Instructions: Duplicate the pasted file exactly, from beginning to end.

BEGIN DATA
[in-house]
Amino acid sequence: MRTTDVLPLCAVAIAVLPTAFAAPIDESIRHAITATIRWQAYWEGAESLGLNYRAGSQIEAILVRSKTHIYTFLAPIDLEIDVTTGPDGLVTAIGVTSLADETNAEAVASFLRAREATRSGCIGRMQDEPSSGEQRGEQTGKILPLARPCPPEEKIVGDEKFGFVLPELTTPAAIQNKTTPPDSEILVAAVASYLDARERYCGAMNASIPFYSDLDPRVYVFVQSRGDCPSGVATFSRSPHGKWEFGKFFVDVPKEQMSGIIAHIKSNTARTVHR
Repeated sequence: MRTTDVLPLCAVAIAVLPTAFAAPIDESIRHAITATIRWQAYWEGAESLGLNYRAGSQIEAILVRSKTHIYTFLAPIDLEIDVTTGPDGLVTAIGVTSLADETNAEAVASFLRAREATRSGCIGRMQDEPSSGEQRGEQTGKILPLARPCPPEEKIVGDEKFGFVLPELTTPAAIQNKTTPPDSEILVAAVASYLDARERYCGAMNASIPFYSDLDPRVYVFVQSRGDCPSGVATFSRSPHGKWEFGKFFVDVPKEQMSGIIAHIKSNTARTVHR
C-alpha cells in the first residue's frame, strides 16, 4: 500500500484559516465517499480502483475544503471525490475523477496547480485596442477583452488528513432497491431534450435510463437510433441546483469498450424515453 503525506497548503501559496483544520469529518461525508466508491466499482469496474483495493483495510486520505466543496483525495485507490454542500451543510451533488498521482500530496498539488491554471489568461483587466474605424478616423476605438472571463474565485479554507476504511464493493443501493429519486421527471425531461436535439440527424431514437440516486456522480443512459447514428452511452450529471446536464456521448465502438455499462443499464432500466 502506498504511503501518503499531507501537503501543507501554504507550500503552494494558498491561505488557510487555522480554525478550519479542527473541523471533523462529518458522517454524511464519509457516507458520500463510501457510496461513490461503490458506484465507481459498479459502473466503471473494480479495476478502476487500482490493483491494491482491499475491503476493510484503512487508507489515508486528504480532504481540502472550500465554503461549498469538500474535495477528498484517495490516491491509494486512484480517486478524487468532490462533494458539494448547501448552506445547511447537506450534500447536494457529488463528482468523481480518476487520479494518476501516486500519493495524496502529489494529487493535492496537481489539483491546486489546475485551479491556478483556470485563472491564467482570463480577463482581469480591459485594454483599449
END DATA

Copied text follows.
[in-house]
Amino acid sequence: MRTTDVLPLCAVAIAVLPTAFAAPIDESIRHAITATIRWQAYWEGAESLGLNYRAGSQIEAILVRSKTHIYTFLAPIDLEIDVTTGPDGLVTAIGVTSLADETNAEAVASFLRAREATRSGCIGRMQDEPSSGEQRGEQTGKILPLARPCPPEEKIVGDEKFGFVLPELTTPAAIQNKTTPPDSEILVAAVASYLDARERYCGAMNASIPFYSDLDPRVYVFVQSRGDCPSGVATFSRSPHGKWEFGKFFVDVPKEQMSGIIAHIKSNTARTVHR
Repeated sequence: MRTTDVLPLCAVAIAVLPTAFAAPIDESIRHAITATIRWQAYWEGAESLGLNYRAGSQIEAILVRSKTHIYTFLAPIDLEIDVTTGPDGLVTAIGVTSLADETNAEAVASFLRAREATRSGCIGRMQDEPSSGEQRGEQTGKILPLARPCPPEEKIVGDEKFGFVLPELTTPAAIQNKTTPPDSEILVAAVASYLDARERYCGAMNASIPFYSDLDPRVYVFVQSRGDCPSGVATFSRSPHGKWEFGKFFVDVPKEQMSGIIAHIKSNTARTVHR
C-alpha cells in the first residue's frame, strides 16, 4: 500500500484559516465517499480502483475544503471525490475523477496547480485596442477583452488528513432497491431534450435510463437510433441546483469498450424515453 503525506497548503501559496483544520469529518461525508466508491466499482469496474483495493483495510486520505466543496483525495485507490454542500451543510451533488498521482500530496498539488491554471489568461483587466474605424478616423476605438472571463474565485479554507476504511464493493443501493429519486421527471425531461436535439440527424431514437440516486456522480443512459447514428452511452450529471446536464456521448465502438455499462443499464432500466 502506498504511503501518503499531507501537503501543507501554504507550500503552494494558498491561505488557510487555522480554525478550519479542527473541523471533523462529518458522517454524511464519509457516507458520500463510501457510496461513490461503490458506484465507481459498479459502473466503471473494480479495476478502476487500482490493483491494491482491499475491503476493510484503512487508507489515508486528504480532504481540502472550500465554503461549498469538500474535495477528498484517495490516491491509494486512484480517486478524487468532490462533494458539494448547501448552506445547511447537506450534500447536494457529488463528482468523481480518476487520479494518476501516486500519493495524496502529489494529487493535492496537481489539483491546486489546475485551479491556478483556470485563472491564467482570463480577463482581469480591459485594454483599449